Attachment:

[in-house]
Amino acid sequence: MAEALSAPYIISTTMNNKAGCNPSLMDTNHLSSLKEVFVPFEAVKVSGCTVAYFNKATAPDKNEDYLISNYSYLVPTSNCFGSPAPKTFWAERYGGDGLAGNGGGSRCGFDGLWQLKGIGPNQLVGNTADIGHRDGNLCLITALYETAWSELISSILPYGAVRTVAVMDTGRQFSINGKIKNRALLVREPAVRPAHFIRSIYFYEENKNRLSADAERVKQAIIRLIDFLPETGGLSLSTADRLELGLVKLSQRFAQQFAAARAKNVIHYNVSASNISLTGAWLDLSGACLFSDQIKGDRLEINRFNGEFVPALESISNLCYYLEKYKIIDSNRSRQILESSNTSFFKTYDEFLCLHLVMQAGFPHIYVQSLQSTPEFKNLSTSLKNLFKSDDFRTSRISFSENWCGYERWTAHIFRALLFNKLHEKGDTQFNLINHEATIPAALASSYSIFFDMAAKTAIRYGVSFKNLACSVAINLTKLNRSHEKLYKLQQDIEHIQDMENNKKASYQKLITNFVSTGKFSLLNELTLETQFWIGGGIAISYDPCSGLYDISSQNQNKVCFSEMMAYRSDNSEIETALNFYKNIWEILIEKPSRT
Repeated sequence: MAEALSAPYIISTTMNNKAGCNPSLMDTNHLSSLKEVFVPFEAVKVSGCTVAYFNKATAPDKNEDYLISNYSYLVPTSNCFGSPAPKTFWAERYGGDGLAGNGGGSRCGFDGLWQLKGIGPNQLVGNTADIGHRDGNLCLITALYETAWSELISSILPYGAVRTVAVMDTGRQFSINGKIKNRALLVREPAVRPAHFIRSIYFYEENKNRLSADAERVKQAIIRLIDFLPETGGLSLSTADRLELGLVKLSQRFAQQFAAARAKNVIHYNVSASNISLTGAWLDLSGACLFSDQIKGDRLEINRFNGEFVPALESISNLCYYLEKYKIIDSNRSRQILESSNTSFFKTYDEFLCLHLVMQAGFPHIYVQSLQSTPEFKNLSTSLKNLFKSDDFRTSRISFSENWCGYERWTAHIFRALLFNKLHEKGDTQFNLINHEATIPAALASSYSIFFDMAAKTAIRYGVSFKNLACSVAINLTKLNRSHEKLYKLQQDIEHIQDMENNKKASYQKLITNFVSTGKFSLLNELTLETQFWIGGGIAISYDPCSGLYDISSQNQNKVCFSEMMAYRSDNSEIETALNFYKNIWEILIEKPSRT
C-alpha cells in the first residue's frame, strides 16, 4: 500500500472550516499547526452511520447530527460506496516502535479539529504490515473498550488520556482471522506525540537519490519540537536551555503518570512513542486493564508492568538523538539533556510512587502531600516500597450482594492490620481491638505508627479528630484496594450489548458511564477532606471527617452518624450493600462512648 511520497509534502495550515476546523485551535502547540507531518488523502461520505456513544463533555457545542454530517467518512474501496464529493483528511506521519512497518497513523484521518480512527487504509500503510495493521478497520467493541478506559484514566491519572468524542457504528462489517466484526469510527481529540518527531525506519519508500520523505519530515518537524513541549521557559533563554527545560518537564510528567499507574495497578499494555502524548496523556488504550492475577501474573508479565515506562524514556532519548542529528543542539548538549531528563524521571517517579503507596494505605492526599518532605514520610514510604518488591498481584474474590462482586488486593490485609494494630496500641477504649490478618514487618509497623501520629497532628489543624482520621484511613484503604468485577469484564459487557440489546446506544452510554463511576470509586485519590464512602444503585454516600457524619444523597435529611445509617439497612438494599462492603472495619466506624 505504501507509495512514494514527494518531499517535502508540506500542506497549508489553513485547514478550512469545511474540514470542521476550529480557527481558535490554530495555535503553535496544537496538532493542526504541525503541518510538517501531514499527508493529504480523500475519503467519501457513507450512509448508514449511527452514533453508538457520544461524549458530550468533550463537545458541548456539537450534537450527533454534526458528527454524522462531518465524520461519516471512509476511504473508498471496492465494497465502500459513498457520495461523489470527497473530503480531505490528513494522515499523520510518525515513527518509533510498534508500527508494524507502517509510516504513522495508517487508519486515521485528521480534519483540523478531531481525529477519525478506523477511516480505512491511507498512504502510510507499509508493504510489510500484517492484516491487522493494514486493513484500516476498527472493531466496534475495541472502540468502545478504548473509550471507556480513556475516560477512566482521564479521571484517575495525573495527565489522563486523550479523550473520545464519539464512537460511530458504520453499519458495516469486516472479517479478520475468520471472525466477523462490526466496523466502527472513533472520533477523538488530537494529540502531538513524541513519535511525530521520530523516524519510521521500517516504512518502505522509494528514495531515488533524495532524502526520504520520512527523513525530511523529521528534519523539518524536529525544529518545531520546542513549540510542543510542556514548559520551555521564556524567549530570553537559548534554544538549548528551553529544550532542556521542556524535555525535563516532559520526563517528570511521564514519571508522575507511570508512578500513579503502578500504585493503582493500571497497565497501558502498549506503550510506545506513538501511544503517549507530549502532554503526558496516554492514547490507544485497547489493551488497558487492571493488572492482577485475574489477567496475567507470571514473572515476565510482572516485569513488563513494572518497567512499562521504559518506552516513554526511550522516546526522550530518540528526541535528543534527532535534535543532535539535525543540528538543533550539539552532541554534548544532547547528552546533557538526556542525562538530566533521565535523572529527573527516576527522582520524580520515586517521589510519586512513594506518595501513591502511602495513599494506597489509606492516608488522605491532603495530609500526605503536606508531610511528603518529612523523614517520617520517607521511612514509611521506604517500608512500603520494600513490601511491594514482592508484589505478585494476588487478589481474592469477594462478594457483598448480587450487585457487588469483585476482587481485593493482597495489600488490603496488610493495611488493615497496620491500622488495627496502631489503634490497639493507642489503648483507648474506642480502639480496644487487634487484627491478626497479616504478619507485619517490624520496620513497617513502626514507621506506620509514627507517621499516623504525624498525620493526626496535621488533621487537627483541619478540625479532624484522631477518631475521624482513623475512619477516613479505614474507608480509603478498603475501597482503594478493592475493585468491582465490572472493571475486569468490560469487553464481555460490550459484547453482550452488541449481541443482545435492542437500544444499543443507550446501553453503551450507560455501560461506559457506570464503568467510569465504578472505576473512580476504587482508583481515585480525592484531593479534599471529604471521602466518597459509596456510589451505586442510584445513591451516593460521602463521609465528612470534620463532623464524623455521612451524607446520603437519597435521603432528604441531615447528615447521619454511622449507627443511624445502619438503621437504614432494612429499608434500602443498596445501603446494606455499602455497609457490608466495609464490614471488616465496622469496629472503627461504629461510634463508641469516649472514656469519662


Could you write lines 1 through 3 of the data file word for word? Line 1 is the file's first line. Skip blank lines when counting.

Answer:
[in-house]
Amino acid sequence: MAEALSAPYIISTTMNNKAGCNPSLMDTNHLSSLKEVFVPFEAVKVSGCTVAYFNKATAPDKNEDYLISNYSYLVPTSNCFGSPAPKTFWAERYGGDGLAGNGGGSRCGFDGLWQLKGIGPNQLVGNTADIGHRDGNLCLITALYETAWSELISSILPYGAVRTVAVMDTGRQFSINGKIKNRALLVREPAVRPAHFIRSIYFYEENKNRLSADAERVKQAIIRLIDFLPETGGLSLSTADRLELGLVKLSQRFAQQFAAARAKNVIHYNVSASNISLTGAWLDLSGACLFSDQIKGDRLEINRFNGEFVPALESISNLCYYLEKYKIIDSNRSRQILESSNTSFFKTYDEFLCLHLVMQAGFPHIYVQSLQSTPEFKNLSTSLKNLFKSDDFRTSRISFSENWCGYERWTAHIFRALLFNKLHEKGDTQFNLINHEATIPAALASSYSIFFDMAAKTAIRYGVSFKNLACSVAINLTKLNRSHEKLYKLQQDIEHIQDMENNKKASYQKLITNFVSTGKFSLLNELTLETQFWIGGGIAISYDPCSGLYDISSQNQNKVCFSEMMAYRSDNSEIETALNFYKNIWEILIEKPSRT
Repeated sequence: MAEALSAPYIISTTMNNKAGCNPSLMDTNHLSSLKEVFVPFEAVKVSGCTVAYFNKATAPDKNEDYLISNYSYLVPTSNCFGSPAPKTFWAERYGGDGLAGNGGGSRCGFDGLWQLKGIGPNQLVGNTADIGHRDGNLCLITALYETAWSELISSILPYGAVRTVAVMDTGRQFSINGKIKNRALLVREPAVRPAHFIRSIYFYEENKNRLSADAERVKQAIIRLIDFLPETGGLSLSTADRLELGLVKLSQRFAQQFAAARAKNVIHYNVSASNISLTGAWLDLSGACLFSDQIKGDRLEINRFNGEFVPALESISNLCYYLEKYKIIDSNRSRQILESSNTSFFKTYDEFLCLHLVMQAGFPHIYVQSLQSTPEFKNLSTSLKNLFKSDDFRTSRISFSENWCGYERWTAHIFRALLFNKLHEKGDTQFNLINHEATIPAALASSYSIFFDMAAKTAIRYGVSFKNLACSVAINLTKLNRSHEKLYKLQQDIEHIQDMENNKKASYQKLITNFVSTGKFSLLNELTLETQFWIGGGIAISYDPCSGLYDISSQNQNKVCFSEMMAYRSDNSEIETALNFYKNIWEILIEKPSRT